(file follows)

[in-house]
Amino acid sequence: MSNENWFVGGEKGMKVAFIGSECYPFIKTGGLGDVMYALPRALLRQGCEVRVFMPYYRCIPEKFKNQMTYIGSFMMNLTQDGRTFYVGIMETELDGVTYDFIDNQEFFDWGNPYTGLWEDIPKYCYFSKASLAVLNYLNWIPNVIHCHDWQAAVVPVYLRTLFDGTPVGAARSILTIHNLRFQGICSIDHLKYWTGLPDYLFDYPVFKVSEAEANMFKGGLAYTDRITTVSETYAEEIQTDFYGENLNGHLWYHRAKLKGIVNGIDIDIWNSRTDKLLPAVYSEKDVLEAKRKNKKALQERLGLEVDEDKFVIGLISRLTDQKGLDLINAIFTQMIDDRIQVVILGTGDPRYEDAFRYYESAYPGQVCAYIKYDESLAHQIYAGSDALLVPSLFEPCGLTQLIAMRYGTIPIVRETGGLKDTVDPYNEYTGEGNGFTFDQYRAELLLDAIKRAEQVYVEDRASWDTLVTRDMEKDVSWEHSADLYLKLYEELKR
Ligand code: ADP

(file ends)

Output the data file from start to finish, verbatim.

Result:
[in-house]
Amino acid sequence: MSNENWFVGGEKGMKVAFIGSECYPFIKTGGLGDVMYALPRALLRQGCEVRVFMPYYRCIPEKFKNQMTYIGSFMMNLTQDGRTFYVGIMETELDGVTYDFIDNQEFFDWGNPYTGLWEDIPKYCYFSKASLAVLNYLNWIPNVIHCHDWQAAVVPVYLRTLFDGTPVGAARSILTIHNLRFQGICSIDHLKYWTGLPDYLFDYPVFKVSEAEANMFKGGLAYTDRITTVSETYAEEIQTDFYGENLNGHLWYHRAKLKGIVNGIDIDIWNSRTDKLLPAVYSEKDVLEAKRKNKKALQERLGLEVDEDKFVIGLISRLTDQKGLDLINAIFTQMIDDRIQVVILGTGDPRYEDAFRYYESAYPGQVCAYIKYDESLAHQIYAGSDALLVPSLFEPCGLTQLIAMRYGTIPIVRETGGLKDTVDPYNEYTGEGNGFTFDQYRAELLLDAIKRAEQVYVEDRASWDTLVTRDMEKDVSWEHSADLYLKLYEELKR
Ligand code: ADP